Following the inception phase, we enter the iteration phase, often known as construction. This phase typically occupies the most substantial portion of the project timeline as it involves the bulk of the work. During this phase, developers collaborate closely with UX designers to integrate all product requirements and customer feedback, transforming the design into actual code. The primary objective is to establish the fundamental functionality of the product by the conclusion of the initial iteration or sprint. Subsequent iterations allow for the inclusion of additional features and refinements. This stage forms a pivotal element of Agile software development, enabling developers to rapidly create functional software and continuously improve it to meet the client’s expectations.

4. Release

As the product nears completion, it is essential to conduct thorough testing to ensure its full functionality. The quality assurance team, a vital part of the Agile team, will perform comprehensive tests to ensure that the software operates seamlessly. If any potential bugs or defects are identified, the developers will promptly address them to maintain a clean and efficient codebase. Additionally, user training will be conducted during this phase, necessitating the creation of detailed documentation. Once all of these tasks are completed, the final iteration of the product is prepared for release into the production environment.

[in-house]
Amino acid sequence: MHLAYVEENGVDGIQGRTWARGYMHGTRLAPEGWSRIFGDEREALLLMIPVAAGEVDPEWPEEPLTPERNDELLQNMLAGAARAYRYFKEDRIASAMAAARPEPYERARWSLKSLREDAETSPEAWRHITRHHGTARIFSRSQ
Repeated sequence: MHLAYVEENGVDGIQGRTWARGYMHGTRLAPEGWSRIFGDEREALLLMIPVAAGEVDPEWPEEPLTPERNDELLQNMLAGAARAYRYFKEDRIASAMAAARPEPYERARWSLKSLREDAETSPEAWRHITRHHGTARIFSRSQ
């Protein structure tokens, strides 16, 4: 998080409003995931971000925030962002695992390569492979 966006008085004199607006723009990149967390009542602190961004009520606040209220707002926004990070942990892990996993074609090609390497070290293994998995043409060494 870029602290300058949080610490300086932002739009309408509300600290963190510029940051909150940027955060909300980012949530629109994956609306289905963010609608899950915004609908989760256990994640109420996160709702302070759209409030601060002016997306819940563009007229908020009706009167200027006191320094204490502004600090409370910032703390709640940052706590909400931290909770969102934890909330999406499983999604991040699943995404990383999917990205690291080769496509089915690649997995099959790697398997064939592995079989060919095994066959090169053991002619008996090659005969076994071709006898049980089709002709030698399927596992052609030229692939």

5. Maintenance

Following the deployment of the software, it enters the maintenance phase, where it becomes accessible to customers. During this phase, the software development team remains actively involved to offer ongoing support and address any newly discovered bugs or issues. They are dedicated to ensuring the system runs smoothly and efficiently. The team is also available to provide additional training to users, ensuring they have a comprehensive understanding of how to utilise the product effectively. As time progresses, new iterations can be introduced to enhance the existing product, incorporating upgrades and additional features to meet evolving user needs and preferences.

6. Retirement

There are two primary factors that lead to a product entering the retirement phase. The first reason is the introduction of new software that replaces the existing product. The second reason is when the system itself becomes outdated or incompatible with the organisation over time. The software development team initiates the retirement process by informing users about the software’s upcoming retirement. If a replacement is available, users are transitioned to the new system. Finally, the development team completes any remaining end-of-life tasks and discontinues support for the existing software.

In the Agile life cycle, each phase involves multiple iterations aimed at refining deliverables and achieving excellent outcomes.

The Agile Iteration Workflow